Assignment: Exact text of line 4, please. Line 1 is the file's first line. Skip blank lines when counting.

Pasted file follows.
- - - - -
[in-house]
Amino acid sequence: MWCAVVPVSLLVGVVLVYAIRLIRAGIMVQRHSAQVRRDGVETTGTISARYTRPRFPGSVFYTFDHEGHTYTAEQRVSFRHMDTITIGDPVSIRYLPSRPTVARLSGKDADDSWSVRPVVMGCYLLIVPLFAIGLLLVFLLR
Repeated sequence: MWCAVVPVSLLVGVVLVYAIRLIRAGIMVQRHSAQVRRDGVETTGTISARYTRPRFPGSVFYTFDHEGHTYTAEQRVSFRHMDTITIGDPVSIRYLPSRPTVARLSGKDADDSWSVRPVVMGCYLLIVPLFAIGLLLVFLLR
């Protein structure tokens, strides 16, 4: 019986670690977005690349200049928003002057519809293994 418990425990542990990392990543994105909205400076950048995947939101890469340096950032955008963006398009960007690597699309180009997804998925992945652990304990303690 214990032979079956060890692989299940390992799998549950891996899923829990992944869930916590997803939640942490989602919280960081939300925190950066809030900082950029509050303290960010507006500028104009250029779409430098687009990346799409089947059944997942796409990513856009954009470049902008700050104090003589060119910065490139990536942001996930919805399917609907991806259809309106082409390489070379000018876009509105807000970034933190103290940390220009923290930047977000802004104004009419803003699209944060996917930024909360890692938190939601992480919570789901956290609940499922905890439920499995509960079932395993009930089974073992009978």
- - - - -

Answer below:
């Protein structure tokens, strides 16, 4: 019986670690977005690349200049928003002057519809293994 418990425990542990990392990543994105909205400076950048995947939101890469340096950032955008963006398009960007690597699309180009997804998925992945652990304990303690 214990032979079956060890692989299940390992799998549950891996899923829990992944869930916590997803939640942490989602919280960081939300925190950066809030900082950029509050303290960010507006500028104009250029779409430098687009990346799409089947059944997942796409990513856009954009470049902008700050104090003589060119910065490139990536942001996930919805399917609907991806259809309106082409390489070379000018876009509105807000970034933190103290940390220009923290930047977000802004104004009419803003699209944060996917930024909360890692938190939601992480919570789901956290609940499922905890439920499995509960079932395993009930089974073992009978």